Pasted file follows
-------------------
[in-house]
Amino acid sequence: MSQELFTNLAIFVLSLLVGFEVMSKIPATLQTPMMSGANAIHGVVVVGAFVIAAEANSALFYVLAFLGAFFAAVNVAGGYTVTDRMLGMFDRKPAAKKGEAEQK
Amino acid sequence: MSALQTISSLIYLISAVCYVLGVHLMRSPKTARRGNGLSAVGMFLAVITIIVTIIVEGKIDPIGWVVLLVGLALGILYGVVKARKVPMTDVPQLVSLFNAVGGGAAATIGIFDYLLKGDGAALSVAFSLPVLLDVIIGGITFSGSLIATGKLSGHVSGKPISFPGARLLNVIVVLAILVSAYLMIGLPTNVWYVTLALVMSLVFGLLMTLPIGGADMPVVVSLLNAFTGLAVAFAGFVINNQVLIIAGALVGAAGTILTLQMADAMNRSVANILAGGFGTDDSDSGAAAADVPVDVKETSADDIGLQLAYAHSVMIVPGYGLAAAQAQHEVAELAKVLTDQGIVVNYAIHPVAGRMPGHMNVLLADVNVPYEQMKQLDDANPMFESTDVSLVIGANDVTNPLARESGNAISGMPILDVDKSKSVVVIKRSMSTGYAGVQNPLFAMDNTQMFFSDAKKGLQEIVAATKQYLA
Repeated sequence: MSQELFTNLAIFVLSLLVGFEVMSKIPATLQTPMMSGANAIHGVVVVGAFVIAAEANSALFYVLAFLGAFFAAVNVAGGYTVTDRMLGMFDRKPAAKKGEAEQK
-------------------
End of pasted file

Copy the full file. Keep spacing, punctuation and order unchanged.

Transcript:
[in-house]
Amino acid sequence: MSQELFTNLAIFVLSLLVGFEVMSKIPATLQTPMMSGANAIHGVVVVGAFVIAAEANSALFYVLAFLGAFFAAVNVAGGYTVTDRMLGMFDRKPAAKKGEAEQK
Amino acid sequence: MSALQTISSLIYLISAVCYVLGVHLMRSPKTARRGNGLSAVGMFLAVITIIVTIIVEGKIDPIGWVVLLVGLALGILYGVVKARKVPMTDVPQLVSLFNAVGGGAAATIGIFDYLLKGDGAALSVAFSLPVLLDVIIGGITFSGSLIATGKLSGHVSGKPISFPGARLLNVIVVLAILVSAYLMIGLPTNVWYVTLALVMSLVFGLLMTLPIGGADMPVVVSLLNAFTGLAVAFAGFVINNQVLIIAGALVGAAGTILTLQMADAMNRSVANILAGGFGTDDSDSGAAAADVPVDVKETSADDIGLQLAYAHSVMIVPGYGLAAAQAQHEVAELAKVLTDQGIVVNYAIHPVAGRMPGHMNVLLADVNVPYEQMKQLDDANPMFESTDVSLVIGANDVTNPLARESGNAISGMPILDVDKSKSVVVIKRSMSTGYAGVQNPLFAMDNTQMFFSDAKKGLQEIVAATKQYLA
Repeated sequence: MSQELFTNLAIFVLSLLVGFEVMSKIPATLQTPMMSGANAIHGVVVVGAFVIAAEANSALFYVLAFLGAFFAAVNVAGGYTVTDRMLGMFDRKPAAKKGEAEQK